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Volun-tourism: The Ethics of the Service Trip Photo

If a picture is worth a thousand words, we need to be careful about what it is saying.

As someone immersed in the world of youth ministry, I see photographs of people on service trips everywhere I look, which has prompted me to think more about how these pictures can have a mixed impact. For one, I am encouraged by the response of many youth group students who, upon viewing photographs of others on service trips, are led to deeper love and compassion for their brothers and sisters around the world and are often prompted to serve on future trips themselves.

However, we must be mindful of the pictures we share and the messages we may inadvertently send with them. First, we should carefully consider the necessity of including human subjects in our photographs. We want to respect people, not exploit them. We should seek to tell the stories of those we meet in a thoughtful way that does not use their plight to make ourselves appear charitable.

Rather than taking pictures of people, perhaps we could photograph locations instead. And if we decide we would like to take someone’s picture, we must ask for permission beforehand. To quote Melanie Dale, a blogger who has been on many a service trip, “Ask before you click.” However, the answer might not always assure us: someone might agree to have their photograph taken because they feel powerless to say no. This concern may be partially allayed if both people have already gotten to know one another first, but it is something we need to think about, especially if they are children. In general, we should try to avoid taking pictures of people. If nevertheless we want to photograph someone, we should consider not being in it. Removing ourselves from the picture is a powerful way to assert the trip is not about us.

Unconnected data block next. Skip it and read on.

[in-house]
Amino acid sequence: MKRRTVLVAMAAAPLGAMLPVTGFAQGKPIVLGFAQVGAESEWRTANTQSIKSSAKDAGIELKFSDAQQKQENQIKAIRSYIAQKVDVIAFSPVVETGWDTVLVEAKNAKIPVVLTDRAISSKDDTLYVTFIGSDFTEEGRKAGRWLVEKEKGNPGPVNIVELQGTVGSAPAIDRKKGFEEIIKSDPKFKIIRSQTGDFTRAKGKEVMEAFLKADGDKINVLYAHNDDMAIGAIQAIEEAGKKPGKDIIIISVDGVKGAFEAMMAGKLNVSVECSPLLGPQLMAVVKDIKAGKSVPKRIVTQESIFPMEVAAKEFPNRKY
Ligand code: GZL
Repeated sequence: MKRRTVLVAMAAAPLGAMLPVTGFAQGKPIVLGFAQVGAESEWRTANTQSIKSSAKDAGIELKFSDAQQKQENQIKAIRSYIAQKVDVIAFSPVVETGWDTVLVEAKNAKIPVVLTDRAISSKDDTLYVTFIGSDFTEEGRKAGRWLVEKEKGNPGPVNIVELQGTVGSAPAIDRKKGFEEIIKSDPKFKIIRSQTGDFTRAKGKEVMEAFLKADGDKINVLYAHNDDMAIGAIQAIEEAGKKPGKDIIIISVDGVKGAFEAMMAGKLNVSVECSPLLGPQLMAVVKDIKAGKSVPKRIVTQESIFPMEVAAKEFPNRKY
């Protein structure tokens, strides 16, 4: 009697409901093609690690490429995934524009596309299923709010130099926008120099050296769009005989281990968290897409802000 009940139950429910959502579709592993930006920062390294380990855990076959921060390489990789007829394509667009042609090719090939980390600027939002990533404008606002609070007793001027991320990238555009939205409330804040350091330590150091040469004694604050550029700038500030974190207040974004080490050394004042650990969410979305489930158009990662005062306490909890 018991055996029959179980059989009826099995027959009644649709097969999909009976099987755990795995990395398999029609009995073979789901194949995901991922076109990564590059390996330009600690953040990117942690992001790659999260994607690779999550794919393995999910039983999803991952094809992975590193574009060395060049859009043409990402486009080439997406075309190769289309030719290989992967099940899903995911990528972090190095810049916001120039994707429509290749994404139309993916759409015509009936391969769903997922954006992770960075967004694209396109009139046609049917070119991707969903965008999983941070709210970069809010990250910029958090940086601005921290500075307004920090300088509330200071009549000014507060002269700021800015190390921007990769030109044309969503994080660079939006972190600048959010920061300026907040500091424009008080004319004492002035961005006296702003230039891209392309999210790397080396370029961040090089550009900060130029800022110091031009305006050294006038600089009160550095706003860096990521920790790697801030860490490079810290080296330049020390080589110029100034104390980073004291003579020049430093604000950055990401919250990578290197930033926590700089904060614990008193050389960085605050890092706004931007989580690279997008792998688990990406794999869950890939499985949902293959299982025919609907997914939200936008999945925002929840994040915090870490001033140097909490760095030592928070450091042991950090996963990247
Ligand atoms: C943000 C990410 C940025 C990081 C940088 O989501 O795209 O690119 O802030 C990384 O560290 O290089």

Secondly, an overwhelming number of service trip photographs I have seen depict a white person surrounded by people of color. Here, we see the white savior narrative: a white person enters the picture to help alleviate the suffering of people of color. These photographs can send a dangerous message, especially if used selectively. White people are certainly not the only ones who go on service trips, and people of color are not merely helpless and at the mercy of their fictional white saviors. We also need to be careful about tokenizing race. If a white person seeks to take a picture with a person of color simply to appear inclusive, they neglect to truly recognize and appreciate them, and identifying one as the “other” can have a polarizing effect.

Above all, we must be sensitive of the people we photograph and aware of the messages we may be sending if we wish to make a positive impact during a service trip. We need to prayerfully consider if we will take and share pictures from a trip and how we can help tell the stories of those we have the privilege of meeting in a truthful way that protects their dignity and celebrates their humanity.

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